What can be said that hasn’t already been shared about Stevland Hardaway Morris? Better known around six galaxies as Stevie Wonder, the man, former child prodigy and one of the most successful musicians of the late 20th century turns 67-years-old today (May 13). For those not old enough to know the story of the “Lil’ Stevie Wonder,” here it goes: Signed to Motown’s Tamla label at the age of 11, he performed, wrote, sung and produced records for them all the way into the 2010s.
With iconic singles such as “Sir Duke,”“You Are the Sunshine of My Life,” “Isn’t She Lovely,” “Superstition,” and albums such as Talking Book, Innervisions and Songs in the Key of Life — Stevie has more than 30 U.S. top ten hits, won 25 Grammy Awards, helped to make Dr. Martin Luther King Jr.‘s birthday into a national holiday. He is an official “Messenger of Peace” for the United Nations and one of the all-time top artists for the Billboard Hot 100.
To us, he is simply a man who has been in touch with the divine spirit of the Creator, and has illuminated our worlds with his songs and legacy. From playing on street corners with his friend back in the days to throwing down at President Barack Obama‘s last White House party — Stevie Wonder’s impact on pop culture, politics, activism and music are the stuff of legends. For that, we celebrate his life and continuing revolution around the sun by championing these 15 stories that you should read to get more familiar with the architect behind so many classic jams.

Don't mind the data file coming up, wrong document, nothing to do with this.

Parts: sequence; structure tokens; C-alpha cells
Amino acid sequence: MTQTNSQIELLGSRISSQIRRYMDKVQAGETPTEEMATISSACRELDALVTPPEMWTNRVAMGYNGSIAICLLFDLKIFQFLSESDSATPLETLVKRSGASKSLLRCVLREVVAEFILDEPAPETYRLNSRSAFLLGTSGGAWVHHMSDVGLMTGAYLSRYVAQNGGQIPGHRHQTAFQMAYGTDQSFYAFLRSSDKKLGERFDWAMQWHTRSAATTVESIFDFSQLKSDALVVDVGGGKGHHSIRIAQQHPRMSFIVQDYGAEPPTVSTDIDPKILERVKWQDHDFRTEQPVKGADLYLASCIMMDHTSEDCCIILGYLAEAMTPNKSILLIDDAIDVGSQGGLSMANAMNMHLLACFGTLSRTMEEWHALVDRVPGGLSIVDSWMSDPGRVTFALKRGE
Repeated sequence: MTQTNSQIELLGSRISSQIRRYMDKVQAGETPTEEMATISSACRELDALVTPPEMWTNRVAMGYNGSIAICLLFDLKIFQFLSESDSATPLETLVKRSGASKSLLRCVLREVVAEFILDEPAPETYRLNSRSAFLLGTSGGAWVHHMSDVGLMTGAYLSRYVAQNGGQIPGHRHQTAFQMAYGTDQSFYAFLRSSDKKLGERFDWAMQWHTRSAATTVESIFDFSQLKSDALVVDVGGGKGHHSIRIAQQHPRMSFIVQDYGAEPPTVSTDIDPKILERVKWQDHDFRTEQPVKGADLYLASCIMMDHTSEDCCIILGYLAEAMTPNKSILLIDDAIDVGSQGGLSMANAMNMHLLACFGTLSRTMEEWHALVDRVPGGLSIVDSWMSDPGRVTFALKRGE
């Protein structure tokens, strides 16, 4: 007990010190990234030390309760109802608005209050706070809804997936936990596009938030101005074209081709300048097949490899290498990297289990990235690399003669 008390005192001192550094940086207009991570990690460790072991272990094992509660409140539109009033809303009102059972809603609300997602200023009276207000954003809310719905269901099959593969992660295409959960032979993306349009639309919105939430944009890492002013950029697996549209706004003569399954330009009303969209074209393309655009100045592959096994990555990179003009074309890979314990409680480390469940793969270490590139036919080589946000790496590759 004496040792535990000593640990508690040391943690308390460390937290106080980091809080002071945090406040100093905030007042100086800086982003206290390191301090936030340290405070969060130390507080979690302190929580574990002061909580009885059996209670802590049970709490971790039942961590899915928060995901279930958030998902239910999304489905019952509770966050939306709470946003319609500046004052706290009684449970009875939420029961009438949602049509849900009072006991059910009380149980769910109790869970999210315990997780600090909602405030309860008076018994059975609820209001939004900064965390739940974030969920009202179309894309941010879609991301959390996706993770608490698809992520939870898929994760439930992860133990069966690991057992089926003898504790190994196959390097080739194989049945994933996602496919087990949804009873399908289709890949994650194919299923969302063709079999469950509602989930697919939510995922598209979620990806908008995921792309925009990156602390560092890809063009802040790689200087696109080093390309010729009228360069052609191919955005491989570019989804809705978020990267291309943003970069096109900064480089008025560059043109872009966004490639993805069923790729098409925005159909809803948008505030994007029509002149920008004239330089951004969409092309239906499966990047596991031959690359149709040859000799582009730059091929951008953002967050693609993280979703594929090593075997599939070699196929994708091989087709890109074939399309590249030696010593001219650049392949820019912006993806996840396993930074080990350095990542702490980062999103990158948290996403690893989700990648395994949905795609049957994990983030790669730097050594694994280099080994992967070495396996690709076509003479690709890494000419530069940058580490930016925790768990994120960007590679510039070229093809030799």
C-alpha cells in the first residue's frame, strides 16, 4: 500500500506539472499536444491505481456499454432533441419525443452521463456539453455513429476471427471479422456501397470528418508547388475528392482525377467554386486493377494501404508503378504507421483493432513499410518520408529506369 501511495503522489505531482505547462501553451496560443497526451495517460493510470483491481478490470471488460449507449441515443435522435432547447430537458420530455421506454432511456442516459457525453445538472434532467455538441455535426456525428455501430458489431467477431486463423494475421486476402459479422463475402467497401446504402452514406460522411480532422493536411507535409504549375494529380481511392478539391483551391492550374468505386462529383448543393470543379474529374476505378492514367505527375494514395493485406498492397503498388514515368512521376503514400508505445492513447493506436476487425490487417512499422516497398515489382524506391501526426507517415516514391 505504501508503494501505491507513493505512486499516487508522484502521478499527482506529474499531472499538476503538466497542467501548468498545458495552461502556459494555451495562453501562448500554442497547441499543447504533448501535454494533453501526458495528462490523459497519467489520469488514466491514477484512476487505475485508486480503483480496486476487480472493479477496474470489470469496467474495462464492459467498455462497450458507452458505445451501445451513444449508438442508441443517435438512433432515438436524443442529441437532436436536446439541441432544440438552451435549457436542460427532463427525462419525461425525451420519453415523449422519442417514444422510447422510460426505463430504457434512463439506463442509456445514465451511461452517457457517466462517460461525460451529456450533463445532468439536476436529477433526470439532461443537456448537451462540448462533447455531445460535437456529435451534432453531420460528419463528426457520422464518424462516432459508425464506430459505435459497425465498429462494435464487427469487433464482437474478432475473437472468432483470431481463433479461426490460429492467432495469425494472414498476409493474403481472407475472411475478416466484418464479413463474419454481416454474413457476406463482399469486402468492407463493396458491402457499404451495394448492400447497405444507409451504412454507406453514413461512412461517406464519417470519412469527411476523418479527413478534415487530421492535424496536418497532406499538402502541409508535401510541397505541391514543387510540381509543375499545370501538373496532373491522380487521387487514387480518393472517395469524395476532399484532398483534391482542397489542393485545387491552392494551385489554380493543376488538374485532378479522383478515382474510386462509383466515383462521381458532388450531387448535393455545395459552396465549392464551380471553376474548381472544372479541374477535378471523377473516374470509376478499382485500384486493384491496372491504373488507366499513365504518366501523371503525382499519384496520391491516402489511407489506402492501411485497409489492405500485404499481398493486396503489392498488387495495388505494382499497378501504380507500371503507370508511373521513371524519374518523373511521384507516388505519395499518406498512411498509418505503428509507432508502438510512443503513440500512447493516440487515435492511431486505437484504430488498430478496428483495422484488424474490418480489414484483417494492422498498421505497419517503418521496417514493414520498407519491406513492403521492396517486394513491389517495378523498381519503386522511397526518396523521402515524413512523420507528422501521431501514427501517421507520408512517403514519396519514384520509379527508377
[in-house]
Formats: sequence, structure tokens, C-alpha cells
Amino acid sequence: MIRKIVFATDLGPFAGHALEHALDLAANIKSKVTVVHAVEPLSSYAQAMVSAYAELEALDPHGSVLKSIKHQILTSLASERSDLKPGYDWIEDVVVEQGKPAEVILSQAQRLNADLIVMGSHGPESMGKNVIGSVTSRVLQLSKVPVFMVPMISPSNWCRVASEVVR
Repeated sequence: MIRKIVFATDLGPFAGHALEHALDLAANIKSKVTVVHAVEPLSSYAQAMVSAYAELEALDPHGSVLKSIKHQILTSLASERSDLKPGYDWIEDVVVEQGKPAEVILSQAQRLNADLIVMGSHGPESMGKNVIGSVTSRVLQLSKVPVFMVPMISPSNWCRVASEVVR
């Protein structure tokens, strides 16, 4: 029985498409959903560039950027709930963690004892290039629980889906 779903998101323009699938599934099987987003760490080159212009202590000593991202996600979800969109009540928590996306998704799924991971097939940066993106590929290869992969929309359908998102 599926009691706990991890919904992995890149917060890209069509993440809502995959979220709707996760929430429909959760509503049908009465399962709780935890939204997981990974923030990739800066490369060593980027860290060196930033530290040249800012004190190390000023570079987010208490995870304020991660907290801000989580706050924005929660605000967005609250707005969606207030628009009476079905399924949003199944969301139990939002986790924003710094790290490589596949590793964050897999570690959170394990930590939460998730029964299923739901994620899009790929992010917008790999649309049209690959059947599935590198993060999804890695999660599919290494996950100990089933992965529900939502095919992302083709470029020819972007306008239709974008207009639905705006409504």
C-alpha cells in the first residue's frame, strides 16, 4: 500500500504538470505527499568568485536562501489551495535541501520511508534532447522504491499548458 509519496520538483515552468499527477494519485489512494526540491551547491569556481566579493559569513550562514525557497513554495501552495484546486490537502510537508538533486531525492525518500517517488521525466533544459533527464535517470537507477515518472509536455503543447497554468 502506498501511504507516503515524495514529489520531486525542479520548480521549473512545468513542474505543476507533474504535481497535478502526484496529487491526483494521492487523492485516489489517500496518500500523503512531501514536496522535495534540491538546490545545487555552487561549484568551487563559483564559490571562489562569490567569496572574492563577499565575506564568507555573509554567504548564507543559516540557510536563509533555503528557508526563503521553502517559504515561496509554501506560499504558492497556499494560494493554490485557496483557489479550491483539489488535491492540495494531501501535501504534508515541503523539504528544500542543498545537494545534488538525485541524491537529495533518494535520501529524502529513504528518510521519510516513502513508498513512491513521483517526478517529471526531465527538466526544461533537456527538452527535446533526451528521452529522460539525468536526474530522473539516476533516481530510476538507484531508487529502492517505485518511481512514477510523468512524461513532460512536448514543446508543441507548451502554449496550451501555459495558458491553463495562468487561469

Ella Fitzgerald (April 25, 1917 – June 15, 1996), also known as the “First Lady of Song”, “Queen of Jazz”, and “Lady Ella”, was an American jazz vocalist with a vocal range spanning three octaves (D♭3 to D♭6). She was noted for her purity of tone, impeccable diction, phrasing and intonation, and a “horn-like” improvisational ability, particularly in her scat singing.
Fitzgerald was a notable interpreter of the Great American Songbook. Over the course of her 59-year recording career, she sold 40 million copies of her 70-plus albums, won 13 Grammy Awards and was awarded the National Medal of Arts by Ronald Reagan and the Presidential Medal of Freedom by George H. W. Bush.
As Google honors Ella with her own Google Doodle today (pictured left), learn more about her life and music on Wikipedia.org. Also, it is truly worth watching all seven minutes and thirty-nine seconds of the video below as Al Jarreau and Nancy Wilson honor Ella with a spectacular version of one of her biggest hits, “A Tisket, A Tasket” at the 1988 NAACP Image Awards. Then, after 71 year-old Fitzgerald receives her award, she sings a dynamic, swinging, commanding version of “You Are The Sunshine of My Life” that is not to be missed: